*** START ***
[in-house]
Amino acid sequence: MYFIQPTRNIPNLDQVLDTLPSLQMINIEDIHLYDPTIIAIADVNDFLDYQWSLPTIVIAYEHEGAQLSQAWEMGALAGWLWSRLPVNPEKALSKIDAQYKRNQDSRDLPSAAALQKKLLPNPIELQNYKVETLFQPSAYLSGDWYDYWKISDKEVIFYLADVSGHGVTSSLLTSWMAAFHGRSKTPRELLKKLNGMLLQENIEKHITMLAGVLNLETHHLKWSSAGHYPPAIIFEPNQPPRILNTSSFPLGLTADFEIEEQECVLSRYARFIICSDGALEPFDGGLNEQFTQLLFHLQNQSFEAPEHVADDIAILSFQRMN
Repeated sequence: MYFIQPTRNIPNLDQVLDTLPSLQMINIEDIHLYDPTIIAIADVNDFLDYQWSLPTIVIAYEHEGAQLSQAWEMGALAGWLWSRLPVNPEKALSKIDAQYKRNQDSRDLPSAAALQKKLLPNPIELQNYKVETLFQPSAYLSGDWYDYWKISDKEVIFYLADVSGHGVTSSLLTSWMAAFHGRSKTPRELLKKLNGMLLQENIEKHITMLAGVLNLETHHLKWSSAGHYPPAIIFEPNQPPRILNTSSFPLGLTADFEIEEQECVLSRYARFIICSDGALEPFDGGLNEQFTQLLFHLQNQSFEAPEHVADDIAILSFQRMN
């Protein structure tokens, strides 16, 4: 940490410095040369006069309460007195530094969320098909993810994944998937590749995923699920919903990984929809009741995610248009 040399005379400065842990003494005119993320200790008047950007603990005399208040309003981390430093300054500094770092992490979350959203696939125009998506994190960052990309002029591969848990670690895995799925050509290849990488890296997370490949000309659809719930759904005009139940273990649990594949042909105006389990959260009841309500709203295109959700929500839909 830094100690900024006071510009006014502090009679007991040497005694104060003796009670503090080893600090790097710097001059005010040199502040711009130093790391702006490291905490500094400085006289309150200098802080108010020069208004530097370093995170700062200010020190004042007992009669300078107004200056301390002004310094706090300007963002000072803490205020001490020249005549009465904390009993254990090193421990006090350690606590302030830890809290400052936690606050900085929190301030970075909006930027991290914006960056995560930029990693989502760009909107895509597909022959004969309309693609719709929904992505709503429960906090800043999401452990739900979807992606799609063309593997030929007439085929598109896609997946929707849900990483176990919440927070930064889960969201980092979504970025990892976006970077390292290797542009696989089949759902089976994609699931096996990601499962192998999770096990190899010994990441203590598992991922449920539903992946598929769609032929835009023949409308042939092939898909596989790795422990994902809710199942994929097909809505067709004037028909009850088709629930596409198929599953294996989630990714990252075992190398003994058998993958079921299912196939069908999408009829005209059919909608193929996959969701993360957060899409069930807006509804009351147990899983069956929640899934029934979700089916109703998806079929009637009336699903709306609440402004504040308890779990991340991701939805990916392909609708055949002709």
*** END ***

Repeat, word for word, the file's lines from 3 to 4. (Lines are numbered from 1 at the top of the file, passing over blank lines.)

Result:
Repeated sequence: MYFIQPTRNIPNLDQVLDTLPSLQMINIEDIHLYDPTIIAIADVNDFLDYQWSLPTIVIAYEHEGAQLSQAWEMGALAGWLWSRLPVNPEKALSKIDAQYKRNQDSRDLPSAAALQKKLLPNPIELQNYKVETLFQPSAYLSGDWYDYWKISDKEVIFYLADVSGHGVTSSLLTSWMAAFHGRSKTPRELLKKLNGMLLQENIEKHITMLAGVLNLETHHLKWSSAGHYPPAIIFEPNQPPRILNTSSFPLGLTADFEIEEQECVLSRYARFIICSDGALEPFDGGLNEQFTQLLFHLQNQSFEAPEHVADDIAILSFQRMN
């Protein structure tokens, strides 16, 4: 940490410095040369006069309460007195530094969320098909993810994944998937590749995923699920919903990984929809009741995610248009 040399005379400065842990003494005119993320200790008047950007603990005399208040309003981390430093300054500094770092992490979350959203696939125009998506994190960052990309002029591969848990670690895995799925050509290849990488890296997370490949000309659809719930759904005009139940273990649990594949042909105006389990959260009841309500709203295109959700929500839909 830094100690900024006071510009006014502090009679007991040497005694104060003796009670503090080893600090790097710097001059005010040199502040711009130093790391702006490291905490500094400085006289309150200098802080108010020069208004530097370093995170700062200010020190004042007992009669300078107004200056301390002004310094706090300007963002000072803490205020001490020249005549009465904390009993254990090193421990006090350690606590302030830890809290400052936690606050900085929190301030970075909006930027991290914006960056995560930029990693989502760009909107895509597909022959004969309309693609719709929904992505709503429960906090800043999401452990739900979807992606799609063309593997030929007439085929598109896609997946929707849900990483176990919440927070930064889960969201980092979504970025990892976006970077390292290797542009696989089949759902089976994609699931096996990601499962192998999770096990190899010994990441203590598992991922449920539903992946598929769609032929835009023949409308042939092939898909596989790795422990994902809710199942994929097909809505067709004037028909009850088709629930596409198929599953294996989630990714990252075992190398003994058998993958079921299912196939069908999408009829005209059919909608193929996959969701993360957060899409069930807006509804009351147990899983069956929640899934029934979700089916109703998806079929009637009336699903709306609440402004504040308890779990991340991701939805990916392909609708055949002709």